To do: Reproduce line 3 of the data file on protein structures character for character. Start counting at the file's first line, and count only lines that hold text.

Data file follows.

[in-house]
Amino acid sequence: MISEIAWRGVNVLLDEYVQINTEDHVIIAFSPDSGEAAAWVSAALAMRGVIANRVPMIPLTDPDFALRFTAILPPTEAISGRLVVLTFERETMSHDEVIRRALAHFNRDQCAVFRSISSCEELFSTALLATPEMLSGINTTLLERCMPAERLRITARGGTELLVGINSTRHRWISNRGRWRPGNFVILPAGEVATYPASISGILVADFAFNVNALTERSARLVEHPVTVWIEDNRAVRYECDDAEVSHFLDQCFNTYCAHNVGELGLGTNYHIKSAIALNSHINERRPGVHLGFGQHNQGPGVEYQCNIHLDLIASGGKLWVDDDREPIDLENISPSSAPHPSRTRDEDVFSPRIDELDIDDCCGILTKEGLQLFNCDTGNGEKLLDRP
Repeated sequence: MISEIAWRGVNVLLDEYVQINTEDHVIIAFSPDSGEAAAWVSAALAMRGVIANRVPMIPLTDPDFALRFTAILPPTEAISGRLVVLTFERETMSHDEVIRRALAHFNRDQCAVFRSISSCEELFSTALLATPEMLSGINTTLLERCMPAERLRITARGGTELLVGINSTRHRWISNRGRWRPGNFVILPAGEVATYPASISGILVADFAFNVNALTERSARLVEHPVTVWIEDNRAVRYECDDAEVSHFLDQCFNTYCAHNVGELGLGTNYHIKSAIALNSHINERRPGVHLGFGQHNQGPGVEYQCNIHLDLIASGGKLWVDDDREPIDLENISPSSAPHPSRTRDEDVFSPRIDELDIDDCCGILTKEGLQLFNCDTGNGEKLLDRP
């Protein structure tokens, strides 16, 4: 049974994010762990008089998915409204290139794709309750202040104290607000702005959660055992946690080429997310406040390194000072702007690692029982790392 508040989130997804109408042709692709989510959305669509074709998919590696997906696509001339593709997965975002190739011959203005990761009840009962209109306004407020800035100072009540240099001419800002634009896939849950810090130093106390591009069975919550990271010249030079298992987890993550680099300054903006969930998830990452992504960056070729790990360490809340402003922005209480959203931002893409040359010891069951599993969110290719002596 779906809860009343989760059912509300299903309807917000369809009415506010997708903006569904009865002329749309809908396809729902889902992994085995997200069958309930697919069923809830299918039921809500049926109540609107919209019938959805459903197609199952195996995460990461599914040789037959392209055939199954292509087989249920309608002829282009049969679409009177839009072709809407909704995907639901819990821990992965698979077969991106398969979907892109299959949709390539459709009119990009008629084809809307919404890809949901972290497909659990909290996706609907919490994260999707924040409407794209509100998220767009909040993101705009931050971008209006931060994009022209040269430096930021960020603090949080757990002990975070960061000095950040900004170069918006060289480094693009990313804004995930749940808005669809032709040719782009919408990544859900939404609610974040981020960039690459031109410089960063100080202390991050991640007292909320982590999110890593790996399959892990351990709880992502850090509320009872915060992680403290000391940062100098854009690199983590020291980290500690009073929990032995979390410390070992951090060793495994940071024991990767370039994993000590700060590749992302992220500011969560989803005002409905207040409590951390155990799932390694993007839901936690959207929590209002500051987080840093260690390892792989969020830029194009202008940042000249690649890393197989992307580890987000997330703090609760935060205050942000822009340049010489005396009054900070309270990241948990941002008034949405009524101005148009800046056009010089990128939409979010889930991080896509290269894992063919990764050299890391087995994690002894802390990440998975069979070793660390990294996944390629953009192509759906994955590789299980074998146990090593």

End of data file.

Repeated sequence: MISEIAWRGVNVLLDEYVQINTEDHVIIAFSPDSGEAAAWVSAALAMRGVIANRVPMIPLTDPDFALRFTAILPPTEAISGRLVVLTFERETMSHDEVIRRALAHFNRDQCAVFRSISSCEELFSTALLATPEMLSGINTTLLERCMPAERLRITARGGTELLVGINSTRHRWISNRGRWRPGNFVILPAGEVATYPASISGILVADFAFNVNALTERSARLVEHPVTVWIEDNRAVRYECDDAEVSHFLDQCFNTYCAHNVGELGLGTNYHIKSAIALNSHINERRPGVHLGFGQHNQGPGVEYQCNIHLDLIASGGKLWVDDDREPIDLENISPSSAPHPSRTRDEDVFSPRIDELDIDDCCGILTKEGLQLFNCDTGNGEKLLDRP